While his ten hour schedule on this production feels just right to Whitney, he explains that many productions still do much longer work days of twelve or more hours on set—a practice that he calls “counterproductive.”

“I don’t think people function at a high level after ten hours,” Whitney tells me.

First In, Last Out

I grew up as the daughter of oyster and clam farmers. Anyone who grows up in a farming family will tell you they know what it means to work a long day. My dad clomped out the door in his rubber boots before I had risen for school and usually came home just before the rest of the family was preparing for bed. He did that schedule six-to-seven days a week for 25 years. That is why I was taken aback when Generator Operator Michael Reynolds shared a work schedule that would make even my dad take note.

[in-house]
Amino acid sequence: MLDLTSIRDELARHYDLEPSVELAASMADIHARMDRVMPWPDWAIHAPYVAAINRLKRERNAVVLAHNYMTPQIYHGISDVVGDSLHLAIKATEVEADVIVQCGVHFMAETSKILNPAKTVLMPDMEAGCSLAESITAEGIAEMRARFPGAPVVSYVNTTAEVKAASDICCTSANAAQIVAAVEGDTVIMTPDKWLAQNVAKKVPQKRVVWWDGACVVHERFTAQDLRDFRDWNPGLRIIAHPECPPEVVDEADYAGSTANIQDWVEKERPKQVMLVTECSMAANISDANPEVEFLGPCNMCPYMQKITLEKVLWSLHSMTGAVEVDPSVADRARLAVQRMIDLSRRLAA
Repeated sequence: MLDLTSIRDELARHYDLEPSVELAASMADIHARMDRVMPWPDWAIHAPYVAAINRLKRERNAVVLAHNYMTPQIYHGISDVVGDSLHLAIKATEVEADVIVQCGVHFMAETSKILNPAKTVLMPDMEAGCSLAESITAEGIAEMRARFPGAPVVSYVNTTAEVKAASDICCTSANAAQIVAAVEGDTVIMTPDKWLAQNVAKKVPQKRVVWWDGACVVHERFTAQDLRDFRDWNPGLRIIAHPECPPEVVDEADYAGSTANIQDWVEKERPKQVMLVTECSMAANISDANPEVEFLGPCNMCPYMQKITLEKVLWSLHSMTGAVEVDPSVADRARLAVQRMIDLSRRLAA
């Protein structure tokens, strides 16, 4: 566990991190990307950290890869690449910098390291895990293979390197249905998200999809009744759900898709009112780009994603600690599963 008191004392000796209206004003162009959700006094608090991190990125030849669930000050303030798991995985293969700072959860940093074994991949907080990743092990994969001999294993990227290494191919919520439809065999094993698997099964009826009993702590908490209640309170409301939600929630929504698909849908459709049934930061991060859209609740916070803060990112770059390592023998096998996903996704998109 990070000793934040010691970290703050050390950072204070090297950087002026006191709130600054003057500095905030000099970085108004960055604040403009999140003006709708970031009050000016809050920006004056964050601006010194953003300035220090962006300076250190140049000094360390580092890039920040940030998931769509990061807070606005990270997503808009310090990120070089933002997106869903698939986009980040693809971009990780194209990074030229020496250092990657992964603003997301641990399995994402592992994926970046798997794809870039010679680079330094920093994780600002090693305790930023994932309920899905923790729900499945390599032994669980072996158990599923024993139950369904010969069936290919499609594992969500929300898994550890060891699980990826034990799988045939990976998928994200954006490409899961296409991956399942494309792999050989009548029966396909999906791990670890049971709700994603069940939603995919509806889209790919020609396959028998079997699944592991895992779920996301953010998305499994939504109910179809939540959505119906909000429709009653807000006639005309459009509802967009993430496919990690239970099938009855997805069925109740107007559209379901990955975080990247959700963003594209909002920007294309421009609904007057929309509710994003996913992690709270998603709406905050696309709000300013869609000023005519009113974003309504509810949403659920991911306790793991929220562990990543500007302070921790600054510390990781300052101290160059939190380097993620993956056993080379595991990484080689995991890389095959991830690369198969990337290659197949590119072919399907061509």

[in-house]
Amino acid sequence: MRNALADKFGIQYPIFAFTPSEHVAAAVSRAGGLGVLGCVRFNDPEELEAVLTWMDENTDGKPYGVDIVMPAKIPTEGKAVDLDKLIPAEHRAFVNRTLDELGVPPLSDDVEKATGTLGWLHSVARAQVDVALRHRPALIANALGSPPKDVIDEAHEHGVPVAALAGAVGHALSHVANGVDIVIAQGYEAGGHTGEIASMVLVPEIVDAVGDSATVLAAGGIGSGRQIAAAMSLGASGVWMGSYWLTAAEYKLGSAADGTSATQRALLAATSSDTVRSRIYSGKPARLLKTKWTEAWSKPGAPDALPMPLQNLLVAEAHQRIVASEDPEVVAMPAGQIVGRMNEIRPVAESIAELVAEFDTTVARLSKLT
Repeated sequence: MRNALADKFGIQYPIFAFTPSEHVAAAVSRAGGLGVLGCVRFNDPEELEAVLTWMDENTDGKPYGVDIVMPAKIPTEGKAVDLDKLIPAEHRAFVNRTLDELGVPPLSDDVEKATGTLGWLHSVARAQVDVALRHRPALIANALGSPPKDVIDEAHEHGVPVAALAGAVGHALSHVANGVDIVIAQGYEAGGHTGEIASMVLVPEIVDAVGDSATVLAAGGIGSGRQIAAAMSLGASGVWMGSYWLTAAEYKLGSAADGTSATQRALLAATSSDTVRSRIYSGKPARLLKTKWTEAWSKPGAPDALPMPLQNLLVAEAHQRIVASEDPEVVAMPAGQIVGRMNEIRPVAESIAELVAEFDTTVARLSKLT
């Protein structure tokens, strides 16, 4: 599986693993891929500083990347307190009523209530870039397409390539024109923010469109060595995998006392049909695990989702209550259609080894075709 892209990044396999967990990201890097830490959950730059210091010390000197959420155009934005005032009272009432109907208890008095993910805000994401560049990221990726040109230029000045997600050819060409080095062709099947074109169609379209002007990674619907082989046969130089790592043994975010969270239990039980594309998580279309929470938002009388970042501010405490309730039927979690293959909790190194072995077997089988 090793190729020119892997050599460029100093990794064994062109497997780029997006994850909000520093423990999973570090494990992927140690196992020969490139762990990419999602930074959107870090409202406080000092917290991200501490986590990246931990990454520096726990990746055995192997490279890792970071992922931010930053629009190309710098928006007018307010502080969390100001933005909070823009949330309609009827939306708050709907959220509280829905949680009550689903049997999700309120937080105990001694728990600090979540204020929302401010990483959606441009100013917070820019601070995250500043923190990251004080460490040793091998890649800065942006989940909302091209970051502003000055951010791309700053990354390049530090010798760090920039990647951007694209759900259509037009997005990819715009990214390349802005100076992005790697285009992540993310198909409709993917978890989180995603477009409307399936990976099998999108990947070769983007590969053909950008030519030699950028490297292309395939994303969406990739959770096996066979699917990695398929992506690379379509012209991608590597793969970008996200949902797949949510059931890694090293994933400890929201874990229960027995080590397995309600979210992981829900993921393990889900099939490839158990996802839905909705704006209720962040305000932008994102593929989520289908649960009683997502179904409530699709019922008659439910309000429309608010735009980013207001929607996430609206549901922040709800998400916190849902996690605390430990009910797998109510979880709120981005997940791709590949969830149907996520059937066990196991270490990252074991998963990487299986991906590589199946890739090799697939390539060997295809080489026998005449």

Just a few days prior, Michael explains, “I was in on Sunday morning. I came in at two in the morning…I do about a 16 to 18 hour day, have so many hours off in between and do it again the next day.”

As a genny op, Michael has to be on set, as he puts it, “before anybody else.” He has to supply power to the trailers that provide wardrobe, hair and make-up to the actors, and then proceed to supply lights and power to the set where the cast and crew will work for the day.

Like Kristen, his schedule can be unpredictable. As he puts it, “At the beginning of the week I could be starting at two in the morning. End of the week I could be going in at two in the afternoon.”

For Michael, the constant shifts in his work schedule translate to poor sleep quality, which he speculates is priming him for other potential health hazards. “I know there has been reports about it [lack of sleep] affecting your heart and everything, and I’m sure I’m a prime candidate for a heart attack or something like that because of not having normal sleep.”

The Hub